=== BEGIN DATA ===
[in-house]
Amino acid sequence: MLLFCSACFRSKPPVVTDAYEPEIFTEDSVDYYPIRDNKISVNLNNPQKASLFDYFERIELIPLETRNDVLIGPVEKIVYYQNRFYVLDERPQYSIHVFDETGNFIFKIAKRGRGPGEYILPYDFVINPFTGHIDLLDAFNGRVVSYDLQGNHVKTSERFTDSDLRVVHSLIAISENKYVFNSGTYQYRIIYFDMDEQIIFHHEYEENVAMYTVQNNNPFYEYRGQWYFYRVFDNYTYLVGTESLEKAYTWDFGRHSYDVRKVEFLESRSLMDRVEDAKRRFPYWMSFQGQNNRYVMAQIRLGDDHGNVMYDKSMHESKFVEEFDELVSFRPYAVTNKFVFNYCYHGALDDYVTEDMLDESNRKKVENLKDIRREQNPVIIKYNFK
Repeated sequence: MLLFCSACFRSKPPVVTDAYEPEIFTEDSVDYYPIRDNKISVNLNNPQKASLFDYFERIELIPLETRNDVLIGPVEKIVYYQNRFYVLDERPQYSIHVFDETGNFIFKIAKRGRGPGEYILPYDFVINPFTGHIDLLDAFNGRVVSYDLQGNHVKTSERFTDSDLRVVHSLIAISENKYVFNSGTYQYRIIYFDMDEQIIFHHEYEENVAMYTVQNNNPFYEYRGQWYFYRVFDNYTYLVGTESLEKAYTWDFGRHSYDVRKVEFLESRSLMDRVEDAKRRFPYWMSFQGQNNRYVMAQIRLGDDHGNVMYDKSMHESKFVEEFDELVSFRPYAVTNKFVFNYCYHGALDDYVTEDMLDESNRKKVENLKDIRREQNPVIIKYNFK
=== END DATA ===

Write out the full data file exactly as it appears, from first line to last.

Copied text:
[in-house]
Amino acid sequence: MLLFCSACFRSKPPVVTDAYEPEIFTEDSVDYYPIRDNKISVNLNNPQKASLFDYFERIELIPLETRNDVLIGPVEKIVYYQNRFYVLDERPQYSIHVFDETGNFIFKIAKRGRGPGEYILPYDFVINPFTGHIDLLDAFNGRVVSYDLQGNHVKTSERFTDSDLRVVHSLIAISENKYVFNSGTYQYRIIYFDMDEQIIFHHEYEENVAMYTVQNNNPFYEYRGQWYFYRVFDNYTYLVGTESLEKAYTWDFGRHSYDVRKVEFLESRSLMDRVEDAKRRFPYWMSFQGQNNRYVMAQIRLGDDHGNVMYDKSMHESKFVEEFDELVSFRPYAVTNKFVFNYCYHGALDDYVTEDMLDESNRKKVENLKDIRREQNPVIIKYNFK
Repeated sequence: MLLFCSACFRSKPPVVTDAYEPEIFTEDSVDYYPIRDNKISVNLNNPQKASLFDYFERIELIPLETRNDVLIGPVEKIVYYQNRFYVLDERPQYSIHVFDETGNFIFKIAKRGRGPGEYILPYDFVINPFTGHIDLLDAFNGRVVSYDLQGNHVKTSERFTDSDLRVVHSLIAISENKYVFNSGTYQYRIIYFDMDEQIIFHHEYEENVAMYTVQNNNPFYEYRGQWYFYRVFDNYTYLVGTESLEKAYTWDFGRHSYDVRKVEFLESRSLMDRVEDAKRRFPYWMSFQGQNNRYVMAQIRLGDDHGNVMYDKSMHESKFVEEFDELVSFRPYAVTNKFVFNYCYHGALDDYVTEDMLDESNRKKVENLKDIRREQNPVIIKYNFK